Back in the day, 1982 or 1983, my dad fitted an opener for our garage(1), remotely triggered by a short-range radio widget clipped on the driver's side sun visor. No third-party servers (FFS the ARPANET had only just switched to TCP/IP), no WiFi, nothing like that.
(1) The less said about the placement of this garage the better, mostly because sane people would use highly bleepable language. A previous owner of the house had demolished a ground-level garage beside the house in favour of digging a hole in the ground, knocking a hole in the side of the house, and converting that end of the basement into a garage. The result was that in heavy rain conditions, the drywell under the lowest part of the drive backed up and the drive flooded. My parents bought a submersible pump for it, but even with that, on one memorable occasion we baled it out because the pump wasn't able to keep up.
My prize one was a medium-capacity self-checkout, complete with a conveyor to a bagging area. The conveyor was triggered by weight, and would rewind if it thought you had put more items on the conveyor than you had scanned.
It would also rewind if someone's inadequately-supervised brat (seated in a trolley at the next checkout) reached over through the non-existent barrier and bashed the conveyor.
Other retail checkout innovations of short duration include the Grand Union supermarket in Endicott NY, which in 1983 or so introduced voice-synth announcement of the prices of items as the cashier scanned them. It lasted about three months. I'm not sure why they dropped it - was it because all the voices sounded the same so you couldn't tell which till had spoken, or because the disembodied and clearly artificial voices were spooking people?
Sounds like you're proposing an extended version of the RFC 3514 EVIL bit...
" the decade-or-so of actual learning that you should have been doing on your own prior to that"
So I should have started learning about programming in 1974? (OK, yeah, my mother learned about programming *before* nineteen SIXTY four, on a LEO III no less, but you get my point, right?)
Argh. Can't spell. That should be "trifluoride".
"Do you think the WWF (wrestlers) have something to hide?"
Mostly that they haven't been the WWF since 2002... (Now called World Wrestling Entertainment, perhaps a better statement of their intentions, if not the results.)
"much, much worse things"
Thanks. I was starting to worry that nobody had posted this.
Jenny Hayden: Okay? Are you crazy? You almost got us killed! You said you watched me, you said you knew the rules!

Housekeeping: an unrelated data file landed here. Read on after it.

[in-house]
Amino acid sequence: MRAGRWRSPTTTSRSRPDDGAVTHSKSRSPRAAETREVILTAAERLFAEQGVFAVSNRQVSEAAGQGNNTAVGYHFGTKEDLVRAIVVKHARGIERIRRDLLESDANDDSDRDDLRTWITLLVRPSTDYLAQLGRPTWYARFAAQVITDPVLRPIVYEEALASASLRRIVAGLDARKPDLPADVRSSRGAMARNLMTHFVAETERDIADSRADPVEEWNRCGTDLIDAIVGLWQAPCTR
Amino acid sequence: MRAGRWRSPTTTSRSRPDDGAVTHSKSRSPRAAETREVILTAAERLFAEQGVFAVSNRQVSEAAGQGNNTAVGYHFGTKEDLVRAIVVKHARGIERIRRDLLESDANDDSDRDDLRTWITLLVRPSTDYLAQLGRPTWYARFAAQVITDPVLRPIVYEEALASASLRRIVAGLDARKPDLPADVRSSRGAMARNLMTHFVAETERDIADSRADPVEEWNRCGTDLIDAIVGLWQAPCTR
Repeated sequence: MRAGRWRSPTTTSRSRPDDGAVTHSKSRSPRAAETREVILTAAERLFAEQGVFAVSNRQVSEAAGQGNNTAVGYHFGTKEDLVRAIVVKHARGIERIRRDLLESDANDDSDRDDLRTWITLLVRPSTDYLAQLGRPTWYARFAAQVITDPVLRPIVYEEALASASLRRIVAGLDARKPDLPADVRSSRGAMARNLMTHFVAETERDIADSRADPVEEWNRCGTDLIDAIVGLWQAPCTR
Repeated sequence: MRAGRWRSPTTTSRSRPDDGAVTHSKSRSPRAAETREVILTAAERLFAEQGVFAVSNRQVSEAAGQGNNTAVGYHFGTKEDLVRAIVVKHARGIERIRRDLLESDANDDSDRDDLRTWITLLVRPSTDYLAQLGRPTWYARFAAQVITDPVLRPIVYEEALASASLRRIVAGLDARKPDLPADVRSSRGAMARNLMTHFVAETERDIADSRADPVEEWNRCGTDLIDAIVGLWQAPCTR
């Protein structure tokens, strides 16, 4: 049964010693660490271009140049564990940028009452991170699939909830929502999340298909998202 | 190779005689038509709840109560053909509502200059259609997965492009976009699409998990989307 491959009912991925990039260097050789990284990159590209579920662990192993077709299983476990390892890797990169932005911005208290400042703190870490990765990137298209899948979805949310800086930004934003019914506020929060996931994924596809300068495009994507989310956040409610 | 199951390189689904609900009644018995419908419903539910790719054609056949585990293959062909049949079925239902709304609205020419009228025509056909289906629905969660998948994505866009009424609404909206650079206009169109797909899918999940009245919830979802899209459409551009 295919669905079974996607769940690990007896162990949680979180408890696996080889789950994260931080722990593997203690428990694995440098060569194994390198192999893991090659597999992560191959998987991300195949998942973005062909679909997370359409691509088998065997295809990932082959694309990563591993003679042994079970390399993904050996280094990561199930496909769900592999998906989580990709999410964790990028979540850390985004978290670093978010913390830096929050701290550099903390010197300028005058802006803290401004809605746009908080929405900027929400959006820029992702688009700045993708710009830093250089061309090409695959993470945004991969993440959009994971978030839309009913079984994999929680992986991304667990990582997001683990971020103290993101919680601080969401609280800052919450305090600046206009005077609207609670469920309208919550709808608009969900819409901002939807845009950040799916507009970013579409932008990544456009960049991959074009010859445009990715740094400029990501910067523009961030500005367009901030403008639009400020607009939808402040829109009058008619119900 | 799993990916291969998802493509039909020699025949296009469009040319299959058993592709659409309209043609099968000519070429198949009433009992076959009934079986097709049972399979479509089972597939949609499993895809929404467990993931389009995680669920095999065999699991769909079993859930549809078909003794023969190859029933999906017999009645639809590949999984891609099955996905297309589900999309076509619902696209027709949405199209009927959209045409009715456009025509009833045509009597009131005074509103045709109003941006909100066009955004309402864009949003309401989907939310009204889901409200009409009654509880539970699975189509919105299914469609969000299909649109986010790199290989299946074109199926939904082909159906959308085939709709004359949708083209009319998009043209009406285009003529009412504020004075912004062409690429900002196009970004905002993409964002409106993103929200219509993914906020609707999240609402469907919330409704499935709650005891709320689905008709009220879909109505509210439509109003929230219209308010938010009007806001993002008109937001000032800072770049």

Starman: I do know the rules.
Jenny Hayden: Oh, for your information pal, that was a *yellow* light back there!
Starman: I watched you very carefully. Red light stop, green light go, yellow light go very fast.
"Curious what you think is "batshit insane" about US intersections"
Well, four-way stop is a reasonable thing, but I've seen a (very small) number of four-way yield intersections on American roads. And right turn on red is a classic, especially as it isn't universal. In New York (the state), it is permitted except where prohibited by a "No Turn On Red" sign; In New York (the city), it is prohibited except where permitted by a "Right Turn On Red" sign.
And there was the set of traffic lights I saw one time near the Capitol building in Albany, NY, with side-by-side lights.
And other gems, like intersections governed by flashing red in one direction ( = STOP sign ) and flashing yellow in the other ( = YIELD / Give Way sign ).
But they don't have anything like the Magic Roundabout in Swindon.
"Also, who in their right mind would learn C on a C64?"
Well, I learned C on a TRS-80 Color Computer, an 8-bit machine of similar vintage (but having, at least, the advantage of a 16-bit stack pointer in its CPU...).
OS-9 FTW, man. The C compiler for OS-9 was my first experience of C. I even patched the module loader to not check the CRC-24 when loading modules from files, because for one phase of the C compiler, it took so long that the stop-motor timer for the floppy drive expired.
And I have memories of having a problem with DP Johnson's SDisk, and phoning the man himself for tech support, and getting an updated copy of the module in the mail.
Many BASIC dialects (including the ones in the TRS-80 machines of all stripes) allowed IF ... GOTO without the "THEN".
Weirdly, the "standard" BASIC in the TRS-80 Color Computer didn't allow "LET". At the same time, the technical oddities of the Sinclair ZX-80 and -81 program entry system meant that "LET" was mandatory. That was confusing.
"6809 cpu IIRC"
You do, indeed, RC. In a sad, wistful sort of way, I sometimes miss my CoCo. Megabug FTW!(1)
(1) One of many contemporaneous PacMan "clones", way better than the Atari 2600 version. Featured a "synthesised" Japanese-sounding voice that screamed "Weeeeeee Gotcha!" when the aforementioned bugs caught the player, and a moving magnifier around you so it could have huge maps. And incidental music playing "La Cucaracha" (?sp) in between games.